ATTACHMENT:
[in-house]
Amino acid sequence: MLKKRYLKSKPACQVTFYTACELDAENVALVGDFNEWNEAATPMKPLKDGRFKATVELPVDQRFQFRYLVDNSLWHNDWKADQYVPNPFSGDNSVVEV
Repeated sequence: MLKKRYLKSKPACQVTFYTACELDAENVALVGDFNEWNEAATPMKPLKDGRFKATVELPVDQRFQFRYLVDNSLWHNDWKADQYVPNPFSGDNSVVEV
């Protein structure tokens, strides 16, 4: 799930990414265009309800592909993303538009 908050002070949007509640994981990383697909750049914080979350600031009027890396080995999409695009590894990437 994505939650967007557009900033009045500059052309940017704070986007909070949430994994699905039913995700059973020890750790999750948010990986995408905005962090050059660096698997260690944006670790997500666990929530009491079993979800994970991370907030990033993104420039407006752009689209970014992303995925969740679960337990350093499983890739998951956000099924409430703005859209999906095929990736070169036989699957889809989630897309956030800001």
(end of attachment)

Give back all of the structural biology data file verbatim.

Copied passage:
[in-house]
Amino acid sequence: MLKKRYLKSKPACQVTFYTACELDAENVALVGDFNEWNEAATPMKPLKDGRFKATVELPVDQRFQFRYLVDNSLWHNDWKADQYVPNPFSGDNSVVEV
Repeated sequence: MLKKRYLKSKPACQVTFYTACELDAENVALVGDFNEWNEAATPMKPLKDGRFKATVELPVDQRFQFRYLVDNSLWHNDWKADQYVPNPFSGDNSVVEV
């Protein structure tokens, strides 16, 4: 799930990414265009309800592909993303538009 908050002070949007509640994981990383697909750049914080979350600031009027890396080995999409695009590894990437 994505939650967007557009900033009045500059052309940017704070986007909070949430994994699905039913995700059973020890750790999750948010990986995408905005962090050059660096698997260690944006670790997500666990929530009491079993979800994970991370907030990033993104420039407006752009689209970014992303995925969740679960337990350093499983890739998951956000099924409430703005859209999906095929990736070169036989699957889809989630897309956030800001």